Last week, the United States Supreme Court heard two very important cases concerning the federal rights and benefits of LGBT individuals throughout the country. In particular, the case of Windsor v. United States presents a very real opportunity for the Supreme Court to consider and possibly to strike down the Federal Defense of Marriage Act (DOMA). The whole country is intently watching and waiting, and the outcome of the Proposition 8 case and the DOMA case will directly impact the LGBT community, particularly the federal rights of married same-sex couples.
DOMA Has Resulted in a Higher Tax Burden for Same-Sex Married Couples.
Since 1996, DOMA, the federal law which defines marriage as the legal union of one man and one woman, has resulted in the non-recognition of same-sex marriage for federal purposes. As a result, many of the benefits afforded to opposite-sex married couples are denied to their same-sex counterparts. Some of these benefits include Social Security Administration benefits, marital estate tax exemption, tax treatment of health insurance premiums, and most important for the purposes of this article, the filing of joint tax returns.
If DOMA is Held to be Unconstitutional, Same-Sex Married Couples May Be Entitled to Amend Previous Tax Returns to Obtain Refunds for Overpayments Made Under the Unlawful Act.
If DOMA is struck down by the Court, an outcome which appears to be at least somewhat likely, same-sex married couples who were excluded from filing joint income tax returns will have the ability to file amended income tax returns for the years they were legally married but did not have the ability to file jointly due to DOMA.
However, because federal income tax returns are only amendable for three years (or two years from the date the tax was paid), same-sex couples will lose their right to amend returns outside the time limitation unless additional steps are taken to protect the ability to amend in the future.
Same-Sex Couples Should Consider Filing a “Protective Claim” Now to Preserve the Right to Amend Returns Beyond the IRS’s 3-Year Limit.
Because the IRS limits a taxpayer’s right to amend previous returns to three years, one recommended solution to this problem is the filing of a “Protective Claim for Refund”. Filing a Protective Claim now allows a taxpayer to file an amended return at some future date when the refund resulting from that amended return is contingent on some future event (such as the Court’s decision in the DOMA case).
For example, a taxpayer who believes she would be entitled to an additional refund for tax year 2009 may file a Protective Claim at any point prior to April 15, 2013, thus preserving her right to amend her 2009 tax return in the event that DOMA is overturned later this year. As an article in The Tax Advisor explained in December, 2012:
[Tax preparers] should discuss with their same-sex married clients whether to file protective individual income tax refund claims with the IRS using the married-filing-jointly status and other tax benefits that are currently available to opposite-sex married taxpayers.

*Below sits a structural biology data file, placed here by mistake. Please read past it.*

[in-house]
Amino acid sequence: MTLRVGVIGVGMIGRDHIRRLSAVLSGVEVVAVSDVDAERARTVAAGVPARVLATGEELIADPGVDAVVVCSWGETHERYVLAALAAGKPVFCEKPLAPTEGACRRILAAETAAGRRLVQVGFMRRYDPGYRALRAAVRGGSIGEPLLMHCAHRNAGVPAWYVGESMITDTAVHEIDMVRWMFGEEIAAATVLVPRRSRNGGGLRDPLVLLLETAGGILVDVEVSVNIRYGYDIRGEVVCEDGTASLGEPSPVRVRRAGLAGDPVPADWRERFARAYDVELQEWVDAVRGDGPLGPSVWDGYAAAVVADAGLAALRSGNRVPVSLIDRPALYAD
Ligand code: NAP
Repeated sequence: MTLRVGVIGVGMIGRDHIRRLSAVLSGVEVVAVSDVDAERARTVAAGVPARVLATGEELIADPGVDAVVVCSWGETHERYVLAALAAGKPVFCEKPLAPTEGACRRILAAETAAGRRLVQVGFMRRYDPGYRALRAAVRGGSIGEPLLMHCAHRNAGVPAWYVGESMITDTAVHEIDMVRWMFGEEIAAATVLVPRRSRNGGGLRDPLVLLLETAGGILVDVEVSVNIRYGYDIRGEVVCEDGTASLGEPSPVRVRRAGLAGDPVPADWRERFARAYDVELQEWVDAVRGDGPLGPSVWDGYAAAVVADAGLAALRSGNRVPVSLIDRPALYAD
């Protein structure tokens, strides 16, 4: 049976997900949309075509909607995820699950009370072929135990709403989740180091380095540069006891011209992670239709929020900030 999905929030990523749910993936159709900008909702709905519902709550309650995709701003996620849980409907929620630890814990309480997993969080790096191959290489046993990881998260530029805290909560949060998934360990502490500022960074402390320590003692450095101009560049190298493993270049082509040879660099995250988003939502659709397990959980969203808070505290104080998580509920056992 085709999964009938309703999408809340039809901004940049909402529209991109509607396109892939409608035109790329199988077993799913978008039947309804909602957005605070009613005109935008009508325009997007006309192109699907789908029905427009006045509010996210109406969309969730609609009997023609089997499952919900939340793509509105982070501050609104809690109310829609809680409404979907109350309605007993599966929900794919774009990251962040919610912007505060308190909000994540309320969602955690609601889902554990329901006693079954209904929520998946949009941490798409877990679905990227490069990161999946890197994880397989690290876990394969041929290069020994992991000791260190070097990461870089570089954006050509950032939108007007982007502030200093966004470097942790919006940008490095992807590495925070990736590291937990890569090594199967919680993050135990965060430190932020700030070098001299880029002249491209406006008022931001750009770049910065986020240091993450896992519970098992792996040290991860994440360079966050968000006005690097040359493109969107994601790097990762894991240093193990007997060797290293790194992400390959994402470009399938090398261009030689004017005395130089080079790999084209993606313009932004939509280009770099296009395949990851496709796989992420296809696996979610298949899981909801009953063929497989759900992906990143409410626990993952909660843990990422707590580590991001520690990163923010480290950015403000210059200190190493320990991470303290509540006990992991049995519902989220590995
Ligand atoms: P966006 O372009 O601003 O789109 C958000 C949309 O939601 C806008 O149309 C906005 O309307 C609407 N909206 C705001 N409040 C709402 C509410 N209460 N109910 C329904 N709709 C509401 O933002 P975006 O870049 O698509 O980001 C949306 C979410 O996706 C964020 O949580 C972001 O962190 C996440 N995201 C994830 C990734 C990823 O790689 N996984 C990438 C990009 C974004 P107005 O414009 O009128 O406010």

A protective refund claim can be submitted as a formal written claim or as an amended return on Form 1040X, Amended U.S. Individual Income Tax Return. A protective claim is filed by a taxpayer when the right to the refund is contingent upon the finalization of litigation proceedings such as the constitutionality of DOMA. A protective refund is filed for a taxpayer when the resolution of the litigation will extend beyond the statute of limitation for filing an accurate amended tax return (IRS Publication 556, Examination of Returns, Appeal Rights, and Claims for Refund, p. 14 (2008)).
The same-sex couple must be legally married under state law at the end of the year for which the amended return for the protective claim is filed. A document, such as a marriage certificate, confirming the marriage should be attached to the amended return.
In addition to the above article, Internal Revenue Service Publication 556 provides a helpful checklist for sames-sex couples who may be entitled to a tax refund if DOMA is overturned. IRS Publication 556 reads, in relevant part, as follows:
Protective claim for refund. If your right to a refund is contingent on future events and may not be determinable until after the time period for filing a claim for refund expires, you can file a protective claim for refund. A protective claim can be either a formal claim or an amended return for credit or refund. Protective claims are often based on current litigation or expected changes in the tax law, other legislation, or regulations. A protective claim preserves your right to claim a refund when the contingency is resolved. A protective claim does not have to state a particular dollar amount or demand an immediate refund. However, to be valid, a protective claim must:
- Be in writing and be signed,
- Include your name, address, social security number or individual taxpayer identification number, and other contact information,
- Identify and describe the contingencies affecting the claim,
- Clearly alert the IRS to the essential nature of the claim, and
- Identify the specific year(s) for which a refund is sought.
Generally, the IRS will delay action on the protective claim until the contingency is resolved. Once the contingency is resolved, the IRS may obtain additional information necessary to process the claim and then either allow or disallow the claim.
Mail your protective claim for refund to the address listed in the instructions for Form 1040X, under Where To File.
Taxpayers who believe a Protective Claim for Refund may be beneficial should consult his or her tax adviser to discuss the possible advantages and disadvantages to filing a Protective Claim for Refund prior to April 15, 2013.